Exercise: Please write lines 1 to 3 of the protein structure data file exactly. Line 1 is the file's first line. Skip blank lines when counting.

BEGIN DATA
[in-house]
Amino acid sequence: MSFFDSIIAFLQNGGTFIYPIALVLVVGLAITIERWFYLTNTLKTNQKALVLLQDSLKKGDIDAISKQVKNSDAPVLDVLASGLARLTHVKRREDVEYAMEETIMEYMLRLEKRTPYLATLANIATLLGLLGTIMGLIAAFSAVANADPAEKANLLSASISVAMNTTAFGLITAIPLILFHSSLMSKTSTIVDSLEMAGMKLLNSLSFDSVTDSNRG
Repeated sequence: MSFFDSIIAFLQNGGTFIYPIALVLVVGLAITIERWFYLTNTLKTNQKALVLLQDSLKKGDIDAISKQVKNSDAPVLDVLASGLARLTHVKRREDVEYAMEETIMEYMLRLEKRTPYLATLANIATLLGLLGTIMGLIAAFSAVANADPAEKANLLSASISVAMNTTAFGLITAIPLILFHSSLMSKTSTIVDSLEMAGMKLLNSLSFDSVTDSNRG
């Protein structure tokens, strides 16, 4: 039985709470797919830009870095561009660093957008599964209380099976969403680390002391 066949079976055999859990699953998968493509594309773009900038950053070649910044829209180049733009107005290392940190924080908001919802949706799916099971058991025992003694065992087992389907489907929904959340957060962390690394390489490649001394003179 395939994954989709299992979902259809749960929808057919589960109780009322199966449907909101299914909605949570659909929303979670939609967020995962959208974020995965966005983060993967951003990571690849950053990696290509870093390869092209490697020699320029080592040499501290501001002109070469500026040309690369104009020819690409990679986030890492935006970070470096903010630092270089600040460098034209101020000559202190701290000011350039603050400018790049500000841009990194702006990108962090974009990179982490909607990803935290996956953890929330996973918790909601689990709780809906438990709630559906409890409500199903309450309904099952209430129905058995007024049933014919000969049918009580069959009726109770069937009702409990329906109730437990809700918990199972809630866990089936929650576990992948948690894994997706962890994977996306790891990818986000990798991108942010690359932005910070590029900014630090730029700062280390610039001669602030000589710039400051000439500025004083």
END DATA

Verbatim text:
[in-house]
Amino acid sequence: MSFFDSIIAFLQNGGTFIYPIALVLVVGLAITIERWFYLTNTLKTNQKALVLLQDSLKKGDIDAISKQVKNSDAPVLDVLASGLARLTHVKRREDVEYAMEETIMEYMLRLEKRTPYLATLANIATLLGLLGTIMGLIAAFSAVANADPAEKANLLSASISVAMNTTAFGLITAIPLILFHSSLMSKTSTIVDSLEMAGMKLLNSLSFDSVTDSNRG
Repeated sequence: MSFFDSIIAFLQNGGTFIYPIALVLVVGLAITIERWFYLTNTLKTNQKALVLLQDSLKKGDIDAISKQVKNSDAPVLDVLASGLARLTHVKRREDVEYAMEETIMEYMLRLEKRTPYLATLANIATLLGLLGTIMGLIAAFSAVANADPAEKANLLSASISVAMNTTAFGLITAIPLILFHSSLMSKTSTIVDSLEMAGMKLLNSLSFDSVTDSNRG